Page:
Adhesive capsulitis (frozen shoulder)

Adhesive capsulitis or a ‘frozen shoulder’ causes pain and stiffness in the shoulder.

The top of the upper arm bone (humerus) forms the ‘ball’ part of the ball and socket shoulder joint which is surrounded by a layer of tough connective tissue, known as the shoulder capsule. This ensures the upper arm remains centred within the socket, and is filled with lubricating synovial fluid to help the shoulder rotate smoothly.

Affecting around two per cent of (mainly middle-aged) people, a frozen shoulder is the result of the shoulder capsule becoming thicker and tighter, with insufficient synovial fluid to allow the joint to move freely.

How is it caused?

Although no one is sure what causes a frozen shoulder, some people are more likely to develop the condition than others. It is more common in people who have diabetes (around 10-20% may be affected) and other conditions including Parkinson’s disease and cardiac disease, hyperthyroidism and hypothyroidism. It can affect people whose shoulder has been immobilised for a while because of injury or surgery to the shoulder for other conditions.

What are the symptoms?

The condition usually develops in three stages:

  • Stage 1: you may experience increased pain in the shoulder during this ‘freezing’ stage, with loss of movement. This stage can last between six weeks and nine months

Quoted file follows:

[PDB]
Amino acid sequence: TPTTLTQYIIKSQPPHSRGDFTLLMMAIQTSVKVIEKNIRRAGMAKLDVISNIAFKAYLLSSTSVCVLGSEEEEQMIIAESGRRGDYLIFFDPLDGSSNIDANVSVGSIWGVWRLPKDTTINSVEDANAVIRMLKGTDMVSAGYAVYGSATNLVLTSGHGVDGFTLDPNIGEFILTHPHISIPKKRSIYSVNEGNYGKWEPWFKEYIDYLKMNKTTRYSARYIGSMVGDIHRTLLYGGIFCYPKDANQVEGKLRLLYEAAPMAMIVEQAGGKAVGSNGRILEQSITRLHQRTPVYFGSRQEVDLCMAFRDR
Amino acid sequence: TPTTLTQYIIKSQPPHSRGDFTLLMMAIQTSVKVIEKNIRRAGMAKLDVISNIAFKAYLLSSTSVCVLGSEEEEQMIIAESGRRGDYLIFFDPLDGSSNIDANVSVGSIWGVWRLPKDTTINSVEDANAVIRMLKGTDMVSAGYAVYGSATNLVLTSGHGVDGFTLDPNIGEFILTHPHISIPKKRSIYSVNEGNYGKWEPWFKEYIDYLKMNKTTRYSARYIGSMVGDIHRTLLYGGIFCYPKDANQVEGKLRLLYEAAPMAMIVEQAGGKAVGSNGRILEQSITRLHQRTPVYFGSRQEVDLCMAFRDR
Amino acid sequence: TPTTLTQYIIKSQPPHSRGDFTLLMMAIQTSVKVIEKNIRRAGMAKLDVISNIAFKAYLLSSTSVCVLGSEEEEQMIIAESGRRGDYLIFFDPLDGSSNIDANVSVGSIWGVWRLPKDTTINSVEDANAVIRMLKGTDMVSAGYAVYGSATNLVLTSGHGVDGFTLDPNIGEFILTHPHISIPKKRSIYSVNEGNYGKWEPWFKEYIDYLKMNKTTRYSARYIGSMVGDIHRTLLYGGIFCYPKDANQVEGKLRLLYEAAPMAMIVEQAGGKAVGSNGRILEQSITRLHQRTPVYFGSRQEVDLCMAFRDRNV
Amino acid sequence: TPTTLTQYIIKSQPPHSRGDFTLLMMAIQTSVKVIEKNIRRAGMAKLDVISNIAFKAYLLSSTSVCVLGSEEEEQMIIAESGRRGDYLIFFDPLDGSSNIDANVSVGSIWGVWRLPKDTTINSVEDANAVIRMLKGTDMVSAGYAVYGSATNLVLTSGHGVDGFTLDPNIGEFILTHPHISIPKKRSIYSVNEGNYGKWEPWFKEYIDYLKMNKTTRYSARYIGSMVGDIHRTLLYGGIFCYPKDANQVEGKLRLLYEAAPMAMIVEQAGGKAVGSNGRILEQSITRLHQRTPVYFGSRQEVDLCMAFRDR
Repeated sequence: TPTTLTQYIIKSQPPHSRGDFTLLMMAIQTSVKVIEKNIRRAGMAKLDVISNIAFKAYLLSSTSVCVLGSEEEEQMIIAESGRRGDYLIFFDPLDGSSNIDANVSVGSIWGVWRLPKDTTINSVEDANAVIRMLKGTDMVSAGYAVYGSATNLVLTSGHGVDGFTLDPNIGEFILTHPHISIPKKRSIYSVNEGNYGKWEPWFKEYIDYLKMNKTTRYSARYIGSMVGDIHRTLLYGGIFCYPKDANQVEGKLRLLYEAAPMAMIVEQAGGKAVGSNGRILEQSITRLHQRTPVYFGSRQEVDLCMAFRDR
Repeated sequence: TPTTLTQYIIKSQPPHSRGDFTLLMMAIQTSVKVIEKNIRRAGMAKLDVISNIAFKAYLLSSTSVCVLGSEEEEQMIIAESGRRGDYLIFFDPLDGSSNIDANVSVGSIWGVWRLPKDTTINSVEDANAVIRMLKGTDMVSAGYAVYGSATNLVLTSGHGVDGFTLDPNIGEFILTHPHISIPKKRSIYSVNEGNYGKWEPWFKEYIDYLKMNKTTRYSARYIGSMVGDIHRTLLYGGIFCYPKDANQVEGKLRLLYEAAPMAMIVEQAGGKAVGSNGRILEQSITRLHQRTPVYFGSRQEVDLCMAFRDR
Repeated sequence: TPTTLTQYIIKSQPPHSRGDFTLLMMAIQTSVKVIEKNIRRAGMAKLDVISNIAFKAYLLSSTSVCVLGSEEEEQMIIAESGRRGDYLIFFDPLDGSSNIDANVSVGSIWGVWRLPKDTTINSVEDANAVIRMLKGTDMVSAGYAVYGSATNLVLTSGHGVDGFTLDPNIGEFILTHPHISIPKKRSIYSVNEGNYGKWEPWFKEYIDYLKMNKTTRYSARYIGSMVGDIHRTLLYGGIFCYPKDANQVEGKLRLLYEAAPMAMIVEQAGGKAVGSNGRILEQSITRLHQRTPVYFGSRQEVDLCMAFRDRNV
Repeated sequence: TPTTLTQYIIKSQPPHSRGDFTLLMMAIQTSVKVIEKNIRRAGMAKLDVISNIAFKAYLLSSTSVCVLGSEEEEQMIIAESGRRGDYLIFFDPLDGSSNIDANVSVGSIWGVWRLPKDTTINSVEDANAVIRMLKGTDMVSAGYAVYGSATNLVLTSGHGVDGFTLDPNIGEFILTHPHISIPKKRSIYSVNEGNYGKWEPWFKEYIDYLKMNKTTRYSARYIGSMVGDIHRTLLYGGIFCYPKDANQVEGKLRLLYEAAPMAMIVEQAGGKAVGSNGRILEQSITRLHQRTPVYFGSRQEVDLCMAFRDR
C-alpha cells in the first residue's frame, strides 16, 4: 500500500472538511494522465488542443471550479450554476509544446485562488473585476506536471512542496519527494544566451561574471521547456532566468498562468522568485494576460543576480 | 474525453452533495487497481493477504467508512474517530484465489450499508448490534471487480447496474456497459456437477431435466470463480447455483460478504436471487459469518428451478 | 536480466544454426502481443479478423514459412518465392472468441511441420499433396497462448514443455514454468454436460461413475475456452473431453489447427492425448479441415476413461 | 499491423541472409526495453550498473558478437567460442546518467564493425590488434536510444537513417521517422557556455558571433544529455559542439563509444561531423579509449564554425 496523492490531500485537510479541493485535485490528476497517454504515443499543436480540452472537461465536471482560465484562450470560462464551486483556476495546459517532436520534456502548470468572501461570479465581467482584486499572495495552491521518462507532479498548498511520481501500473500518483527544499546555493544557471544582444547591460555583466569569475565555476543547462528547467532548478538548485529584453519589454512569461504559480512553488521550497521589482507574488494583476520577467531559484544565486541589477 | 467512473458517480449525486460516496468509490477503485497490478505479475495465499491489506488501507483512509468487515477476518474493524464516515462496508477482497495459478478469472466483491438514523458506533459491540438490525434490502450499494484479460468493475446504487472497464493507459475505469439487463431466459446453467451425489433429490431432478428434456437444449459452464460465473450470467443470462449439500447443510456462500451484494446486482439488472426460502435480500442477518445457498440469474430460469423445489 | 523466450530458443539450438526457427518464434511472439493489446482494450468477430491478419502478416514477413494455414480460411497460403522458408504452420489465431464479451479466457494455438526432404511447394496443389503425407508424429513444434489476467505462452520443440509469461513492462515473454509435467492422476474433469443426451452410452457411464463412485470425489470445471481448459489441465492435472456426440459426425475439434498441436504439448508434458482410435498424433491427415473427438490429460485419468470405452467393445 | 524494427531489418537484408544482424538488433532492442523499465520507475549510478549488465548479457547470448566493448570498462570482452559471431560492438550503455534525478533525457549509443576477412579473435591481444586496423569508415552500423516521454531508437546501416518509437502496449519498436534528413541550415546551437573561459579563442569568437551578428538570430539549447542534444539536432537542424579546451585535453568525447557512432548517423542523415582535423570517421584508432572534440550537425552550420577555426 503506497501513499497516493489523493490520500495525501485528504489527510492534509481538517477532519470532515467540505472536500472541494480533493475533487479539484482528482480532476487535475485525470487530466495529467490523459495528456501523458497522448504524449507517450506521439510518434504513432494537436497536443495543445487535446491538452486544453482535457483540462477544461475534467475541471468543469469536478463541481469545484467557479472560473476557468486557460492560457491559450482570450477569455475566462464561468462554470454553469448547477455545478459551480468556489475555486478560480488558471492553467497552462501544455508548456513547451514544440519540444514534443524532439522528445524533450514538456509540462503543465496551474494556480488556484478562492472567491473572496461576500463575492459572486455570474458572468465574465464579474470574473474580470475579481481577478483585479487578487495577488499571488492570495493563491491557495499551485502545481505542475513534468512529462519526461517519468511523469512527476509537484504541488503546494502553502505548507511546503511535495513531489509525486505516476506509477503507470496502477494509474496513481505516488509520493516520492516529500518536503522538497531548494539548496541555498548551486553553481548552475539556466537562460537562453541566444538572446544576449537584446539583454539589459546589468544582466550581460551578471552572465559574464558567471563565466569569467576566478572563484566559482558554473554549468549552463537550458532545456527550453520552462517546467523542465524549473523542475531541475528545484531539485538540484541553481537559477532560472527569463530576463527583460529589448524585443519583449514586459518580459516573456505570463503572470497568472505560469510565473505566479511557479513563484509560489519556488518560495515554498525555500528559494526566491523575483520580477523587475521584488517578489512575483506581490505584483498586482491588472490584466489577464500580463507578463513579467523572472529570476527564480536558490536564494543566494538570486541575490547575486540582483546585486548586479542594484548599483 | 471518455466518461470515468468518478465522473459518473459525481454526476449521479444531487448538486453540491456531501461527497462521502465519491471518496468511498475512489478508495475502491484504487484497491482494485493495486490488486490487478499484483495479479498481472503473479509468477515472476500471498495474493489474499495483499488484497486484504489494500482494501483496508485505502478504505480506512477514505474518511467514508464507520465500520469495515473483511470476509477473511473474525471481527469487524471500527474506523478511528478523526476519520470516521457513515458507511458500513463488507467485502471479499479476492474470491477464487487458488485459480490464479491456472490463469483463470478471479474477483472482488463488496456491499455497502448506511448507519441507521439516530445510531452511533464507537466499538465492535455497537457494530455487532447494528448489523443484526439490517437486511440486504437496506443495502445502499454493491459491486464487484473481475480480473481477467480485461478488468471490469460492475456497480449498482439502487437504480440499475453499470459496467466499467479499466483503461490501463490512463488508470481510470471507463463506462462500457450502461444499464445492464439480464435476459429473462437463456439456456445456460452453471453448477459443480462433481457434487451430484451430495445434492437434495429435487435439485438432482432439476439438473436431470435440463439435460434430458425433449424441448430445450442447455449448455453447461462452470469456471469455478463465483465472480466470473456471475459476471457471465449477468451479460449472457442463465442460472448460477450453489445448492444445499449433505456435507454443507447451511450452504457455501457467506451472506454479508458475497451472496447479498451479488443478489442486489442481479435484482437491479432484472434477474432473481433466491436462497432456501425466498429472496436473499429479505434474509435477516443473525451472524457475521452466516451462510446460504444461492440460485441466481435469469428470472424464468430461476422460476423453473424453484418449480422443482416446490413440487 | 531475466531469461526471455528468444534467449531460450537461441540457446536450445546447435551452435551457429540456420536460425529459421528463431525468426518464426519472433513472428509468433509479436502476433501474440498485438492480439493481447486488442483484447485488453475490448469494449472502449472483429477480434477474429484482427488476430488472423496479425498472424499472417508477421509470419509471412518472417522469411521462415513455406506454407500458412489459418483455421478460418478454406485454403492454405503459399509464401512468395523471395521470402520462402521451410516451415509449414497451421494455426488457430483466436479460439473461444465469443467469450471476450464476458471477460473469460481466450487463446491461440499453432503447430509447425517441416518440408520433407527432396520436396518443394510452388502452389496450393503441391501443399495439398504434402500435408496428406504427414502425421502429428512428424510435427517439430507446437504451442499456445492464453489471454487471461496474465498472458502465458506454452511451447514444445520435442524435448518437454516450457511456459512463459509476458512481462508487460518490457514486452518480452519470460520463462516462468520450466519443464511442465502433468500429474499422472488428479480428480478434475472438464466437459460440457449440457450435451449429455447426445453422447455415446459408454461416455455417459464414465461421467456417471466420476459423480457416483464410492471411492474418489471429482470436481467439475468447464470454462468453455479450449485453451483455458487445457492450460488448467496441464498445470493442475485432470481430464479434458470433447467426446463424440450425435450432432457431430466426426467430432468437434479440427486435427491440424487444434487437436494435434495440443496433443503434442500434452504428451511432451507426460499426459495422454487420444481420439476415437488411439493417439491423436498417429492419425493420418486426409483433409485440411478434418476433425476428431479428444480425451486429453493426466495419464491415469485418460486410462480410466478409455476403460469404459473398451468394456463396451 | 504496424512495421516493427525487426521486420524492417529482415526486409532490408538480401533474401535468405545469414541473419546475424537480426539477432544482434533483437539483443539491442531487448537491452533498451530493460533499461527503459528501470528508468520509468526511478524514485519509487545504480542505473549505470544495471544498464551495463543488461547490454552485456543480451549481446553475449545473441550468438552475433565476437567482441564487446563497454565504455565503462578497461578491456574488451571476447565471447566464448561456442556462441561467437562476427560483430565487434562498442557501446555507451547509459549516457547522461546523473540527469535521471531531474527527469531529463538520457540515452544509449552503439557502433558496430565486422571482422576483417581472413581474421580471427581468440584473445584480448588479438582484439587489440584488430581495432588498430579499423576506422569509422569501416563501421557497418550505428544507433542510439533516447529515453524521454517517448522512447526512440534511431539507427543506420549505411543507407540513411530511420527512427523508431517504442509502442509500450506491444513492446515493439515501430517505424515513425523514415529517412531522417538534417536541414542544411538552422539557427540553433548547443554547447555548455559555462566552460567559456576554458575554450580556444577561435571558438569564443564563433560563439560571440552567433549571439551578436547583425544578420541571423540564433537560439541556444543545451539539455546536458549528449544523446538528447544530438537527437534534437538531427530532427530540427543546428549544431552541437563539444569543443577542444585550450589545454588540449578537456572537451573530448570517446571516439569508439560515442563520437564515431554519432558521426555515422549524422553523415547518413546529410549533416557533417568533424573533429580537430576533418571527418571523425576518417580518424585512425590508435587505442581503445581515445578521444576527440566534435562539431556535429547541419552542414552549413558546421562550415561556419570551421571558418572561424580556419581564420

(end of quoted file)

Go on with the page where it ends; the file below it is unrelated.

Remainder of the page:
• Stage 2: although you may have less pain, your shoulder remains stiff – or ‘frozen’ – making everyday activities difficult
  • Stage 3: during this ‘thawing’ stage, which can take between six months and two years, your shoulder returns to normal

How is it diagnosed?

Having discussed your symptoms and assessed your range of motion and pain levels, the specialist’s diagnosis is usually backed up by an X-ray which can also show up other problems such as osteoarthritis and, in some cases, an MRI scan to show the extent of the damage to soft tissues around the joint.

How is it treated?

Non-operative treatment: most people find that a gentle exercise programme, combined with anti-inflammatory pain relief (if advised by your doctor) is enough to improve movement in the joint. You may also be offered steroid injections into the shoulder joint to reduce pain and inflammation.

Surgery: usually very successful, surgery is typically carried out using arthroscopy. It involves cutting through stiff parts of the joint capsule and is usually combined with manipulation of the joint to improve the results further.

How long does it take to recover?

Recovery rates vary with the type of treatment you have had but can take from six weeks to three months. It’s important to follow your exercise plan to achieve the best results; however, in some cases people do not regain their full range of movement.

Important: This information is only a guideline to help you understand your treatment and what to expect. Everyone is different and your rehabilitation may be quicker or slower than other people’s. Please contact us for advice if you’re worried about any aspect of your health or recovery.

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